Game Review: Far Cry 3

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The Steam summer sale has just begun. It’s a good moment to publish a couple of reviews for games I played recently which are now available at a juicy discount. The first one is Far Cry 3.

As you know, I played Far Cry 3: Blood Dragon recently and I really enjoyed it. I grabbed vanilla Far Cry 3 as soon as it was on sale and I played it about a month ago. I think the game is fine, but I didn’t enjoy it as much as Blood Dragon.

Technically, the game is quite impressive. Graphics are very nice, even if the frame rate suffers much more than in Blood Dragon, and the open world environment in the islands features varied environments and provides a better atmosphere than the original Far Cry or games like Crysis.

This game gets a lot of things right in the gameplay aspect too. For example, the physical sensations, game mechanics and controls are very solid. The selection of available weapons is very nice, while the game only lets you carry four of them at a time. This dates back to the original Far Cry and it’s very balanced. Games that only let you have two weapons at a given moment are not as enjoyable. Four is a nice number that lets you carry a varied arsenal for different situations, while forcing you to take a few decisions instead of simply letting you carry everything around.

However, Far Cry 3 also gets a few things wrong, more than Blood Dragon. For example, the amount of money available for a completionist-style player like me is totally wrong. There is too much money. It wouldn’t be a real problem if you wallet was not limited, but it is. Most money can be found on enemy corpses and chests all around the islands. If you buy maps, you can get the location for all chests and collector items. Near the end of the game you have so much money it won’t fit in your wallet, so you have to buy things to be able to open chests and get the corresponding chest marker removed from the map. I ended up buying every single thing (including all weapon paint jobs, for example) and I still had too much money and left about 1/4th of the chests unopened. Simply removing wallet limits would’ve improved gameplay in this aspect, in my humble opinion.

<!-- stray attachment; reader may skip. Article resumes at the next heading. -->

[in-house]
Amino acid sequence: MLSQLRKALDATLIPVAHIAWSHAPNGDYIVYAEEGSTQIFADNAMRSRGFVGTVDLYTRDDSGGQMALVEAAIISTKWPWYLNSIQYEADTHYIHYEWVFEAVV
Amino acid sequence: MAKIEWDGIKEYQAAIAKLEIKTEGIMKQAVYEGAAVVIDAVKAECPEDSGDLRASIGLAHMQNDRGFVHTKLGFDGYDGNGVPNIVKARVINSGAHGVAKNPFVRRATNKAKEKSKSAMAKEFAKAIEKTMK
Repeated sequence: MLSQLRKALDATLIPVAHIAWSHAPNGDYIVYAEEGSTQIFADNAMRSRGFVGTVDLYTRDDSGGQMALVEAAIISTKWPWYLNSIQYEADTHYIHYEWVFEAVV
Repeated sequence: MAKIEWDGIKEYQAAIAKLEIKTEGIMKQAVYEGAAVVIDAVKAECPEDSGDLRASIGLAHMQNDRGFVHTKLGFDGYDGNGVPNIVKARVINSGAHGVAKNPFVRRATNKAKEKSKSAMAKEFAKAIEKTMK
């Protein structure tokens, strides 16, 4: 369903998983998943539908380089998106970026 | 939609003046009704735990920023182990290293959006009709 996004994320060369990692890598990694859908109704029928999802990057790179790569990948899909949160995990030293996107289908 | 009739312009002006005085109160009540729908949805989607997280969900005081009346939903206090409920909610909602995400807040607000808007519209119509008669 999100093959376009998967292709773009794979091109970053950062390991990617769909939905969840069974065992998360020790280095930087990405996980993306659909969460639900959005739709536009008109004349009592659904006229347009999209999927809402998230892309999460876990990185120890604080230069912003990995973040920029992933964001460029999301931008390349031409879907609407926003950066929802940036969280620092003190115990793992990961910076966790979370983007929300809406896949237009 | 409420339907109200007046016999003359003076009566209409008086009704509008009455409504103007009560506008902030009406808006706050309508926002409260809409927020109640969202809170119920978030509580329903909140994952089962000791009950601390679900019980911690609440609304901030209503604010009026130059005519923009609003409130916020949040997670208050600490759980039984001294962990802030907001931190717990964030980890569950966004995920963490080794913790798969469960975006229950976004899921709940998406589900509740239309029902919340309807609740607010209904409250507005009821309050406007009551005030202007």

I played in hard mode and I was annoyed by the amount of wildlife. Specifically, predators that attack you. You’re supposed to be in an almost remote island, yet it’s very hard to take a walk in the jungle without being attacked by tigers, jaguars, panthers, bears, snakes, komodo dragons, ostriches and whatnot. It surprises you at first but it ends up being mostly annoying. It gets a bit better once you unlock the Bull shotgun. Far Cry 4 is around the corner and we’ve already been told now you have eagles that can attack you from above too. I was not amused by that part.

The characters and the story are not that great. I didn’t identify myself with the rich kid and the way magic and mystical powers are used in the story. I also think the game abuses dream or dream-like sequences for some key moments and fights, and the story feels too directed, and even a bit repetitive at some points (the protagonist is fatally wounded several times during scripted sequences).

Many modern games, I think, abuse that aspect. They want to create a movie-like experience but it ends up being too directed. You’re told what to do at every moment with main quests and the story feels too much predetermined. It does not unfold in front of your eyes. There are other game that get this much better, like the original Deus Ex. I think abusing scripted sequences in which the player barely has any control creates that sensation.

Finally, some abilities are unlocked too late in the game. Blood Dragon got this more balanced.

On the technical side, two main things wrong. The use of UPLay. I won’t comment anything more than what I said when reviewing Blood Dragon. It’s a liability. Second, quick saves. I can live with the game not letting me always save the game. I can live with my position in the map not being saved and instead spawning in the safe house that is closest to the current location. But please, don’t make me go to the game menu, click save, then click yes to confirm I want to save the game every time I want to save. This far cries for a quick save key which is absent. I also don’t think game menus work alright. They feel clumsy and prone to make mistakes. At least they’re not as bad as Resident Evil 5.

All in all, this is a nice game if you can get it for a discount. It’s not amazing, but it’s very good.

  • Technical score: 9.

  • Gameplay score: 7.5.

  • Overall: 8.

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